Exploring with Teens Aged 13 to 17
There’s a lot to see and do at the Museum – more than can be done in a single visit. This section provides a guide for visiting with Teens aged 13 to 17, to help you plan your visit.
All exhibits in the Museum are suitable for ages 13 to 17. A parent or caregiver is best qualified to assess whether teens need adult supervision. We recommend that visitors aged 13 to 17 explore the Examining the Holocaust and Breaking the Silence galleries with a parent or caregiver because these galleries contain difficult knowledge.
The Museum is one of the most digitally advanced in the world. To explore the galleries using our award-winning technology, you can download the Museum’s free mobile app to a personal device, or borrow a device at the Ticketing and Information desk. The app provides access to additional content, including a mood meter to track how you feel during and after your visit.
Share your Museum visit on social media! Tweet your photos and thoughts using #AtCMHR.
Here are some Museum highlights for teens:
This Museum isn’t about passively receiving information. It’s about actively seeking insight based on what ignites your curiosity. In most galleries, you’ll find digital kiosks – touch-screen monitors where you can dig more deeply into topics that interest you by exploring videos, photos and additional content.
- In the Indigenous Perspectives gallery, look for touch-screen monitors near the circular theatre. You’ll discover how First Nations, Métis and Inuit youth from across Canada participated in creating the colourful spirit panels displayed on the outside of the theatre.
Be sure to check out the short documentary films screened in small theatres inside the galleries. They provide dynamic introductions to the exhibits.
- Contemporary films and multimedia experiences will get you thinking about rights in your everyday life. In the What Are Human Rights? gallery, the multimedia show tells stories about people such as a Paralympic swimmer and a fair-trade business owner. In the Rights Today gallery, films explore cyber-bullying and representations of women in media.
- For films that deepen your understanding of historical events, you’ll want to catch Canada, Anti-Semitism and the Holocaust in the Examining the Holocaust gallery; Covering the Holodomor: Memory Eternal in the Breaking the Silence gallery; and Canadian Human Rights Journeys and Childhood Denied: Indian Residential Schools and Their Legacy in the Canadian Journeys gallery.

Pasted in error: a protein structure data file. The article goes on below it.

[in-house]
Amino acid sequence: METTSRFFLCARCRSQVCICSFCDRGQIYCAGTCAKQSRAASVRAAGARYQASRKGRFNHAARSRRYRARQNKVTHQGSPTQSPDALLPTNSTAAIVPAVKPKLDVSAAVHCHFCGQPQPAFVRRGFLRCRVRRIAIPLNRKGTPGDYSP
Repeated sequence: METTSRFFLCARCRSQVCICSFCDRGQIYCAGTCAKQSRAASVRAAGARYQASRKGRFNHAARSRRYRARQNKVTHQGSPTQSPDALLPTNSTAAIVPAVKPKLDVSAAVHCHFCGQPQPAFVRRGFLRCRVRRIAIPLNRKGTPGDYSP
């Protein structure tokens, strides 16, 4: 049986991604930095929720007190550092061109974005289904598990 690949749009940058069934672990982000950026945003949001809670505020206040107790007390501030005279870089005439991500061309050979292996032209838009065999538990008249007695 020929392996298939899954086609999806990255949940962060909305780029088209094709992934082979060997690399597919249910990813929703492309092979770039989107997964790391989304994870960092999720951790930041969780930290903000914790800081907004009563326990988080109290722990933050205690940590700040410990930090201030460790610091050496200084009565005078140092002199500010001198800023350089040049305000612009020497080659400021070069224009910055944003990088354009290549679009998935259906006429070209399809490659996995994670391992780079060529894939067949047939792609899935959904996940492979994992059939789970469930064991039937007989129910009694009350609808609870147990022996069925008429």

- You can broaden your perspective by learning about Indigenous worldviews in which all people and things are interconnected. The film Circle of Knowledge: A Good Life for Us All is presented inside the circular theatre in the Indigenous Perspectives gallery on a wraparound panoramic screen. Notice how even the sound wraps around you!
- In the centre of the Canadian Journeys gallery, grab some friends and join in the motion-sensor Lights of Inclusion game. Watch how your movements activate a “bubble” of coloured light on the floor around you. What happens when you work together? Move apart?
- In the Protecting Rights in Canada gallery, discover how your opinions on landmark legal cases compare with those of your friends. The Rights in the Court Interactive Table, with its ring of video monitors, introduces you to controversial cases centred on issues such as hate speech and the right to die. Express your views by voting!
- In the Turning Points for Humanity gallery, check out the digital books – tall video monitors that look like four upright, open books. Try standing in front of one and use arm gestures to control the video. These stories are about collective action – people working together in protest movements such as Tears for Justice, which seeks justice for missing and murdered Indigenous women.
- Find the Breaking the Silence gallery on the other side of a dividing wall from the Turning Points for Humanity gallery. Here, you can explore the study table, an interactive touch-screen surface for multiple users. Choose a country on the map and uncover evidence about atrocities committed there. When you learn about rights violations that have been hidden or denied, you help shatter the silence about them.
- In the Actions Count gallery, your years of playing video games will serve you well! Choose an animated character and start role-playing on the It’s Your Choice interactive table. In this multi-player game, your character works to make a difference in the community. Could you translate this fun activity to a real-life project?
- Does music play a big part in your life, stirring your emotions and motivating you? In the Inspiring Change gallery, find the Music Listening Stations, grab a set of headphones and watch the video screen. You can choose songs by artist name, human rights theme or a colour relating to emotional response. Read the powerful lyrics as you connect with songs from the soundtrack of human rights struggles.